The reality is that we need a better way.
There are still far too many women who are diagnosed with invasive cancers that could have been caught much earlier through improved screening. Women with dense breasts would benefit from a technology with superior sensitivity like MRI, which is occasionally used in screening but is too costly and impractical for use as a tool for all but the highest-risk women. There are also far too many false positive findings, including with MRI, which lead to unnecessary follow-up tests and biopsies. We need a technology with much better specificity—meaning if you see something suspicious, it is likely cancer. Finally, any acceptable approach must have a near 100 percent negative predictive value—meaning if you don’t see something, then it’s not there.
A newly developed technique called Molecular Breast Imaging (MBI) addresses this need, and is being commercialized by companies like Gamma Medica (a Psilos portfolio company) and GE Healthcare. MBI sees through tissue density and highlights tumors that are often hidden with mammography. This promising new technology has been shown to increase cancer detection in women with dense breast by nearly 4 times, versus the roughly 30-35 percent improvement that tomography and ultrasound have demonstrated. Further, MBI studies have shown equivalent sensitivity to MRI (around 91 percent) at a fraction of the cost while significantly improving specificity (93 percent), and near-perfect negative predictive value, which leads to far fewer unnecessary follow-on tests and biopsies.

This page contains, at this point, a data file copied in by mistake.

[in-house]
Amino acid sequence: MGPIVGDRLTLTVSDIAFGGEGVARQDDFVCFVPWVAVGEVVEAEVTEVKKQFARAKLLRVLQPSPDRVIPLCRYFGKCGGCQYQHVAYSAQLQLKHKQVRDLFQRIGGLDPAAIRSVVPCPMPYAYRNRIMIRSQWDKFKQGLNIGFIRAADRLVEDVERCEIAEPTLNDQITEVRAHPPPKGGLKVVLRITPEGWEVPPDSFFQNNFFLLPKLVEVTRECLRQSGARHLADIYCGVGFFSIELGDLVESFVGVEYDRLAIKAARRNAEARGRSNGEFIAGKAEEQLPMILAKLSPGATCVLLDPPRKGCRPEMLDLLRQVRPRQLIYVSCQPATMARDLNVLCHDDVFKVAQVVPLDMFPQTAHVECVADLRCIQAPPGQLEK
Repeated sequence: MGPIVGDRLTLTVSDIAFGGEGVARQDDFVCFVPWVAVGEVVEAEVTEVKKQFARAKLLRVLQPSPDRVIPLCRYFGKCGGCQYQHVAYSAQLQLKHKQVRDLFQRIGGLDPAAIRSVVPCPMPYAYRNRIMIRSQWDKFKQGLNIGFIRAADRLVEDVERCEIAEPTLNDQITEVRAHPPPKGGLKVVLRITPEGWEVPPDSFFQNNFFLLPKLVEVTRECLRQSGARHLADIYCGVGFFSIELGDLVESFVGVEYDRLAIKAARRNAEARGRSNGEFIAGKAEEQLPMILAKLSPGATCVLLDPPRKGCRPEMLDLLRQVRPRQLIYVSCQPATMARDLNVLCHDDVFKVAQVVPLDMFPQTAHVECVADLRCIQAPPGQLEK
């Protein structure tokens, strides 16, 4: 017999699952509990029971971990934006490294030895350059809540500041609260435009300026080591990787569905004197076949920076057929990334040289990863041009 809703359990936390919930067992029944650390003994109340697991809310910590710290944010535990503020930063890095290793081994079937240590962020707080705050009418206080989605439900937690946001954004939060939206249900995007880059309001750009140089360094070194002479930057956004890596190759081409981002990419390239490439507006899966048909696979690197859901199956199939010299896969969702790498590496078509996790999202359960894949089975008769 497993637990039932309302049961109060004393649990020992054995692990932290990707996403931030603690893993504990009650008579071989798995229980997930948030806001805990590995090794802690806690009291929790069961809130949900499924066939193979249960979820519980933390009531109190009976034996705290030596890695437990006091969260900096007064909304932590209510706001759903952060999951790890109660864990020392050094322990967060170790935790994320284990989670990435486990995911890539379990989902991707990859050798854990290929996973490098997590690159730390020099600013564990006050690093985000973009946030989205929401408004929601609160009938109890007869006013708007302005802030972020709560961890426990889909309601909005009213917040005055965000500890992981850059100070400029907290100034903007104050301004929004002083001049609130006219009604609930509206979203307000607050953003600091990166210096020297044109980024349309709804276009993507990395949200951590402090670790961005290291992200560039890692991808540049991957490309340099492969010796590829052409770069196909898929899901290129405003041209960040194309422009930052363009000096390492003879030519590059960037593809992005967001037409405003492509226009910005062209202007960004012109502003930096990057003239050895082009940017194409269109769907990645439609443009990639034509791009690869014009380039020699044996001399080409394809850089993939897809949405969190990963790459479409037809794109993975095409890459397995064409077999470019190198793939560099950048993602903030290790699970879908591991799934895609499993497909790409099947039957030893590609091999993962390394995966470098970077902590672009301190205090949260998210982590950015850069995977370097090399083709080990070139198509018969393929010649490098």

While MBI appears to be the silver bullet that addresses the shortcomings of mammography and ultrasound, it is still at the early stages of clinical adoption. This may be about to change through the recent passage of dense breast notification laws in 19 states (and more to come), as well as federal legislation that has strong bipartisan support. Under these new laws, millions of women will start learning about their breast density and the risk of relying on routine mammograms to detect cancer at its earliest stages.
For now, doctors generally view this legislation as an unwelcome disruption to the way they have dealt with breast screening from a workflow standpoint. Surely they want to provide the very best care for their patients, but they’ll also have to contend with lots of newly informed women coming back to them with questions and concerns about their annual mammogram—and ultimately demanding better answers. I believe in time, this will be viewed more as an opportunity. With new game-changing technologies like MBI and others, radiologists will now have a much better array of tools to deliver a more personalized approach to breast screening, leading to faster, more confident diagnoses and ultimately many more lives saved.